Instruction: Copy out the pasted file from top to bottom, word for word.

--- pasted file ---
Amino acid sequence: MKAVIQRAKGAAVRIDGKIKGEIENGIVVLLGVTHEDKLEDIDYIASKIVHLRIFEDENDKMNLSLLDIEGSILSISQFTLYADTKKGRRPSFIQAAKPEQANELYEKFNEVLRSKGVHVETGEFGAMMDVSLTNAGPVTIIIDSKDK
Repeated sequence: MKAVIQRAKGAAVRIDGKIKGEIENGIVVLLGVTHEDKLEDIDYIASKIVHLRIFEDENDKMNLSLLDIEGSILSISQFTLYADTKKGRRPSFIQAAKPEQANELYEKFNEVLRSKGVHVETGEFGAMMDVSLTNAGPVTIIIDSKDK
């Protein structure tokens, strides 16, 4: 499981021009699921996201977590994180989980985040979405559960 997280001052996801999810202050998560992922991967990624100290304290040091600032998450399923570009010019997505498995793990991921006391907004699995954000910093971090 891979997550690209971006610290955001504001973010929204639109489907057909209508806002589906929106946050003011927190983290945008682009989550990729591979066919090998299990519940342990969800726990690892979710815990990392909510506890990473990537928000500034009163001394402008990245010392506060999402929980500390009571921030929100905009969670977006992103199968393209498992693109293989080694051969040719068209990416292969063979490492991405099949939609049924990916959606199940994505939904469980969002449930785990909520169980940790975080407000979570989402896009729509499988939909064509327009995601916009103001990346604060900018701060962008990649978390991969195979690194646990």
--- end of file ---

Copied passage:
Amino acid sequence: MKAVIQRAKGAAVRIDGKIKGEIENGIVVLLGVTHEDKLEDIDYIASKIVHLRIFEDENDKMNLSLLDIEGSILSISQFTLYADTKKGRRPSFIQAAKPEQANELYEKFNEVLRSKGVHVETGEFGAMMDVSLTNAGPVTIIIDSKDK
Repeated sequence: MKAVIQRAKGAAVRIDGKIKGEIENGIVVLLGVTHEDKLEDIDYIASKIVHLRIFEDENDKMNLSLLDIEGSILSISQFTLYADTKKGRRPSFIQAAKPEQANELYEKFNEVLRSKGVHVETGEFGAMMDVSLTNAGPVTIIIDSKDK
């Protein structure tokens, strides 16, 4: 499981021009699921996201977590994180989980985040979405559960 997280001052996801999810202050998560992922991967990624100290304290040091600032998450399923570009010019997505498995793990991921006391907004699995954000910093971090 891979997550690209971006610290955001504001973010929204639109489907057909209508806002589906929106946050003011927190983290945008682009989550990729591979066919090998299990519940342990969800726990690892979710815990990392909510506890990473990537928000500034009163001394402008990245010392506060999402929980500390009571921030929100905009969670977006992103199968393209498992693109293989080694051969040719068209990416292969063979490492991405099949939609049924990916959606199940994505939904469980969002449930785990909520169980940790975080407000979570989402896009729509499988939909064509327009995601916009103001990346604060900018701060962008990649978390991969195979690194646990």